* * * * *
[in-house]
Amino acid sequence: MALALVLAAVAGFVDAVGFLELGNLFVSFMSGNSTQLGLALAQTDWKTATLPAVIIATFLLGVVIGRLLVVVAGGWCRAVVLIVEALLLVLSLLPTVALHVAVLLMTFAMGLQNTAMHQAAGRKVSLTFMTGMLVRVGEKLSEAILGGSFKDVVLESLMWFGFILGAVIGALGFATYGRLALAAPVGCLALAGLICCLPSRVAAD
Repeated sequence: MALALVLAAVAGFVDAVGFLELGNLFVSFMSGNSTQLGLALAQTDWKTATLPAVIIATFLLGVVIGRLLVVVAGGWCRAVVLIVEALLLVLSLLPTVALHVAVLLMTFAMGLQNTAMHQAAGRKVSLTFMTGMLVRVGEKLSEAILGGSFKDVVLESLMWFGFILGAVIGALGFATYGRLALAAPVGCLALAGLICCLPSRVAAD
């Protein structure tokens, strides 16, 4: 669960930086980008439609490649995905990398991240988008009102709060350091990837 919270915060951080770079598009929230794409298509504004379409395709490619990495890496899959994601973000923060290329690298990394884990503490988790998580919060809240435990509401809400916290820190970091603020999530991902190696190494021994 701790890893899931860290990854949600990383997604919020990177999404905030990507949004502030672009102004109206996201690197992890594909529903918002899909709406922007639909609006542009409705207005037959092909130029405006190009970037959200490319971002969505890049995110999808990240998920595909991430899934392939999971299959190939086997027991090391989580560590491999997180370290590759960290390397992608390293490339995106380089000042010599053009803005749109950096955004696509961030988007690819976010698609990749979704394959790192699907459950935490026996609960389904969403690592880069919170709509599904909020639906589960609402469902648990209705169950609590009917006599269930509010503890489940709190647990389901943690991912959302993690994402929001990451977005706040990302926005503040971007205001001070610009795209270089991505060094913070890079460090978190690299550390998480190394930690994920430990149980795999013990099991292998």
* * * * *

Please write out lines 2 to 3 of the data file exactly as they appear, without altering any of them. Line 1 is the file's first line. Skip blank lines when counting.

Amino acid sequence: MALALVLAAVAGFVDAVGFLELGNLFVSFMSGNSTQLGLALAQTDWKTATLPAVIIATFLLGVVIGRLLVVVAGGWCRAVVLIVEALLLVLSLLPTVALHVAVLLMTFAMGLQNTAMHQAAGRKVSLTFMTGMLVRVGEKLSEAILGGSFKDVVLESLMWFGFILGAVIGALGFATYGRLALAAPVGCLALAGLICCLPSRVAAD
Repeated sequence: MALALVLAAVAGFVDAVGFLELGNLFVSFMSGNSTQLGLALAQTDWKTATLPAVIIATFLLGVVIGRLLVVVAGGWCRAVVLIVEALLLVLSLLPTVALHVAVLLMTFAMGLQNTAMHQAAGRKVSLTFMTGMLVRVGEKLSEAILGGSFKDVVLESLMWFGFILGAVIGALGFATYGRLALAAPVGCLALAGLICCLPSRVAAD